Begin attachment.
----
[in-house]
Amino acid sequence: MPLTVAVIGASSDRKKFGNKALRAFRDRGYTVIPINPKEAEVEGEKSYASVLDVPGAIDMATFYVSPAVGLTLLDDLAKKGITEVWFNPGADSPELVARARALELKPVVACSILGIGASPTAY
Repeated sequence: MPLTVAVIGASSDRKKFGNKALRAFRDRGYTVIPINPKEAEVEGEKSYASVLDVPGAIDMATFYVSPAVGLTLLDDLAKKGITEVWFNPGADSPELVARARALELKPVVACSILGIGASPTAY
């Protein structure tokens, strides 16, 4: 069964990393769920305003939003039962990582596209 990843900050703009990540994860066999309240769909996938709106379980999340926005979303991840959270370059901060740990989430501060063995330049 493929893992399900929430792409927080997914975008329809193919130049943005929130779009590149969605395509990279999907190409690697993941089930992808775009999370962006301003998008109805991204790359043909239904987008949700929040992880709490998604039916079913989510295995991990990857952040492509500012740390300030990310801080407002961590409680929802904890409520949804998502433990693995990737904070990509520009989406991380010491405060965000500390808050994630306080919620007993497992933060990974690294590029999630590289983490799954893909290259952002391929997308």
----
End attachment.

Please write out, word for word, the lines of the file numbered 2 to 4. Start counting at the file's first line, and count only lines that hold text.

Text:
Amino acid sequence: MPLTVAVIGASSDRKKFGNKALRAFRDRGYTVIPINPKEAEVEGEKSYASVLDVPGAIDMATFYVSPAVGLTLLDDLAKKGITEVWFNPGADSPELVARARALELKPVVACSILGIGASPTAY
Repeated sequence: MPLTVAVIGASSDRKKFGNKALRAFRDRGYTVIPINPKEAEVEGEKSYASVLDVPGAIDMATFYVSPAVGLTLLDDLAKKGITEVWFNPGADSPELVARARALELKPVVACSILGIGASPTAY
């Protein structure tokens, strides 16, 4: 069964990393769920305003939003039962990582596209 990843900050703009990540994860066999309240769909996938709106379980999340926005979303991840959270370059901060740990989430501060063995330049 493929893992399900929430792409927080997914975008329809193919130049943005929130779009590149969605395509990279999907190409690697993941089930992808775009999370962006301003998008109805991204790359043909239904987008949700929040992880709490998604039916079913989510295995991990990857952040492509500012740390300030990310801080407002961590409680929802904890409520949804998502433990693995990737904070990509520009989406991380010491405060965000500390808050994630306080919620007993497992933060990974690294590029999630590289983490799954893909290259952002391929997308």